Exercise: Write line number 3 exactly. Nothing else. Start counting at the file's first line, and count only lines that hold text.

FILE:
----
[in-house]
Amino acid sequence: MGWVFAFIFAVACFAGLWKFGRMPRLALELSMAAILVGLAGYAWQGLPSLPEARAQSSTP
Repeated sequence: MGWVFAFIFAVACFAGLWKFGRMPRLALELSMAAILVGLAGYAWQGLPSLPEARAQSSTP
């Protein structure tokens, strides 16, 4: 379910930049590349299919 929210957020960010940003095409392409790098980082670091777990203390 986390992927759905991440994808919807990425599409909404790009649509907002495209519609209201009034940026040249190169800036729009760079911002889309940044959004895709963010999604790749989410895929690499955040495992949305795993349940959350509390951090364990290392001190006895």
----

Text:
Repeated sequence: MGWVFAFIFAVACFAGLWKFGRMPRLALELSMAAILVGLAGYAWQGLPSLPEARAQSSTP